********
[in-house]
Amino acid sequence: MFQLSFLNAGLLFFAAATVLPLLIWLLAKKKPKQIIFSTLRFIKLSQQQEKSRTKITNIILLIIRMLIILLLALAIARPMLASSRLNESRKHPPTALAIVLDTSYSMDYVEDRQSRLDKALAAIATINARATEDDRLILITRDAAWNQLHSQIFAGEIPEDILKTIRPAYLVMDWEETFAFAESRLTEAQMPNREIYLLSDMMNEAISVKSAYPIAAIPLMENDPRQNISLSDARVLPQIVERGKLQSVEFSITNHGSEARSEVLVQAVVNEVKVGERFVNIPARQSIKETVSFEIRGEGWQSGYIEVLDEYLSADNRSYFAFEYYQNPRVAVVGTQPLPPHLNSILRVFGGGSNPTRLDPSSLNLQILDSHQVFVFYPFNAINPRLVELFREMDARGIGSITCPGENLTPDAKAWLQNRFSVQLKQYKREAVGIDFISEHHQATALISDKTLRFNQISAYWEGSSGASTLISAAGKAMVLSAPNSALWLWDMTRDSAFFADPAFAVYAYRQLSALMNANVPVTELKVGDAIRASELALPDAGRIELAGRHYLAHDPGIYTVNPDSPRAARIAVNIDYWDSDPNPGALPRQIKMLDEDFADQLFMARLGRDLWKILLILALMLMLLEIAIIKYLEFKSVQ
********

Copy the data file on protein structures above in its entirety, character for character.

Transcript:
[in-house]
Amino acid sequence: MFQLSFLNAGLLFFAAATVLPLLIWLLAKKKPKQIIFSTLRFIKLSQQQEKSRTKITNIILLIIRMLIILLLALAIARPMLASSRLNESRKHPPTALAIVLDTSYSMDYVEDRQSRLDKALAAIATINARATEDDRLILITRDAAWNQLHSQIFAGEIPEDILKTIRPAYLVMDWEETFAFAESRLTEAQMPNREIYLLSDMMNEAISVKSAYPIAAIPLMENDPRQNISLSDARVLPQIVERGKLQSVEFSITNHGSEARSEVLVQAVVNEVKVGERFVNIPARQSIKETVSFEIRGEGWQSGYIEVLDEYLSADNRSYFAFEYYQNPRVAVVGTQPLPPHLNSILRVFGGGSNPTRLDPSSLNLQILDSHQVFVFYPFNAINPRLVELFREMDARGIGSITCPGENLTPDAKAWLQNRFSVQLKQYKREAVGIDFISEHHQATALISDKTLRFNQISAYWEGSSGASTLISAAGKAMVLSAPNSALWLWDMTRDSAFFADPAFAVYAYRQLSALMNANVPVTELKVGDAIRASELALPDAGRIELAGRHYLAHDPGIYTVNPDSPRAARIAVNIDYWDSDPNPGALPRQIKMLDEDFADQLFMARLGRDLWKILLILALMLMLLEIAIIKYLEFKSVQ